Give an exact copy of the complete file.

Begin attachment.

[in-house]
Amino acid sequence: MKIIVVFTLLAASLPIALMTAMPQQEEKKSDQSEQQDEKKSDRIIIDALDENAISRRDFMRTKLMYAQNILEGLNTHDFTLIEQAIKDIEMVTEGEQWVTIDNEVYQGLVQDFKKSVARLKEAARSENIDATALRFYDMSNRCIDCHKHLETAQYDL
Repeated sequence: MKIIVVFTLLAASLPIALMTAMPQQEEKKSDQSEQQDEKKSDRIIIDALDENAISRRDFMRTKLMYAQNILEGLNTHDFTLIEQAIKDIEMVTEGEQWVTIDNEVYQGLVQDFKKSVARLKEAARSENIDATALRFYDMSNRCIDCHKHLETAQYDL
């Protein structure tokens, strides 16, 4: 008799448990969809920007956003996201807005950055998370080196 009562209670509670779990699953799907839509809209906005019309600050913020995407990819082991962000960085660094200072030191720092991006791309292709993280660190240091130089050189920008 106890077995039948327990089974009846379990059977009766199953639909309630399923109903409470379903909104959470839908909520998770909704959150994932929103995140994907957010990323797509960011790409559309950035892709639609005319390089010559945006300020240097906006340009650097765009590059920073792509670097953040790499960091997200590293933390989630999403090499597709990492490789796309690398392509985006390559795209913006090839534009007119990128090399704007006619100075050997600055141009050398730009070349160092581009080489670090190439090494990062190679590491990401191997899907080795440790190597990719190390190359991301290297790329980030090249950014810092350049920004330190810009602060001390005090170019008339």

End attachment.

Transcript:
[in-house]
Amino acid sequence: MKIIVVFTLLAASLPIALMTAMPQQEEKKSDQSEQQDEKKSDRIIIDALDENAISRRDFMRTKLMYAQNILEGLNTHDFTLIEQAIKDIEMVTEGEQWVTIDNEVYQGLVQDFKKSVARLKEAARSENIDATALRFYDMSNRCIDCHKHLETAQYDL
Repeated sequence: MKIIVVFTLLAASLPIALMTAMPQQEEKKSDQSEQQDEKKSDRIIIDALDENAISRRDFMRTKLMYAQNILEGLNTHDFTLIEQAIKDIEMVTEGEQWVTIDNEVYQGLVQDFKKSVARLKEAARSENIDATALRFYDMSNRCIDCHKHLETAQYDL
């Protein structure tokens, strides 16, 4: 008799448990969809920007956003996201807005950055998370080196 009562209670509670779990699953799907839509809209906005019309600050913020995407990819082991962000960085660094200072030191720092991006791309292709993280660190240091130089050189920008 106890077995039948327990089974009846379990059977009766199953639909309630399923109903409470379903909104959470839908909520998770909704959150994932929103995140994907957010990323797509960011790409559309950035892709639609005319390089010559945006300020240097906006340009650097765009590059920073792509670097953040790499960091997200590293933390989630999403090499597709990492490789796309690398392509985006390559795209913006090839534009007119990128090399704007006619100075050997600055141009050398730009070349160092581009080489670090190439090494990062190679590491990401191997899907080795440790190597990719190390190359991301290297790329980030090249950014810092350049920004330190810009602060001390005090170019008339």